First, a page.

Staff Publications

Staff Publications

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    'Staff publications' is the digital repository of Wageningen University & Research

    'Staff publications' contains references to publications authored by Wageningen University staff from 1976 onward.

    Publications authored by the staff of the Research Institutes are available from 1995 onwards.

    Full text documents are added when available. The database is updated daily and currently holds about 240,000 items, of which 72,000 in open access.

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Record number 409152
Title Enterotypes of the human gut microbiome
Author(s) Arumugam, M.; Hansen, T.; Kleerebezem, M.; Tims, S.; Zoetendal, E.G.; Vos, W.M. de
Source Nature 473 (2011)7346. - ISSN 0028-0836 - p. 174 - 180.
Department(s) Microbiological Laboratory
Publication type Refereed Article in a scientific journal
Publication year 2011
Keyword(s) intestinal microbiota - bacterial - diversity - metagenomics - pathways - catalog - obesity - genes - mucin - colon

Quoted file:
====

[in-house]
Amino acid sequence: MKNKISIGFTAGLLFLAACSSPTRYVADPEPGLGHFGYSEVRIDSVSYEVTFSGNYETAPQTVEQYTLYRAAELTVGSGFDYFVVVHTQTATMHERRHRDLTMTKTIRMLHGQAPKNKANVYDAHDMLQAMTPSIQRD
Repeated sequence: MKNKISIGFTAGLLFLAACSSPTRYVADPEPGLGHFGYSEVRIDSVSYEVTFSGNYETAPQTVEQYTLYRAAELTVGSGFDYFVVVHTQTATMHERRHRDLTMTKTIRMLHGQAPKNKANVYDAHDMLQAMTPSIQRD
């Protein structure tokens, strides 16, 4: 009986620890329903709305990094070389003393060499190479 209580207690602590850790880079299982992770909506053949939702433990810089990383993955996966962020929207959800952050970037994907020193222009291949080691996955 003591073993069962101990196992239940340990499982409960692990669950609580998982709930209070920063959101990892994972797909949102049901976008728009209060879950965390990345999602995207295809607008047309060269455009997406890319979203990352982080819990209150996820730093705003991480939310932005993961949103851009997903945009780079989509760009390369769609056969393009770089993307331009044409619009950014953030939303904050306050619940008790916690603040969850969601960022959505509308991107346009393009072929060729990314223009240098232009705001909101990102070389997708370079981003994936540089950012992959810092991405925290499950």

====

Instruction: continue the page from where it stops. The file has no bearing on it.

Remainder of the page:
Abstract Our knowledge of species and functional composition of the human gut microbiome is rapidly increasing, but it is still based on very few cohorts and little is known about variation across the world. By combining 22 newly sequenced faecal metagenomes of individuals from four countries with previously published data sets, here we identify three robust clusters (referred to as enterotypes hereafter) that are not nation or continent specific. We also confirmed the enterotypes in two published, larger cohorts, indicating that intestinal microbiota variation is generally stratified, not continuous. This indicates further the existence of a limited number of well-balanced host-microbial symbiotic states that might respond differently to diet and drug intake. The enterotypes are mostly driven by species composition, but abundant molecular functions are not necessarily provided by abundant species, highlighting the importance of a functional analysis to understand microbial communities. Although individual host properties such as body mass index, age, or gender cannot explain the observed enterotypes, data-driven marker genes or functional modules can be identified for each of these host properties. For example, twelve genes significantly correlate with age and three functional modules with the body mass index, hinting at a diagnostic potential of microbial markers
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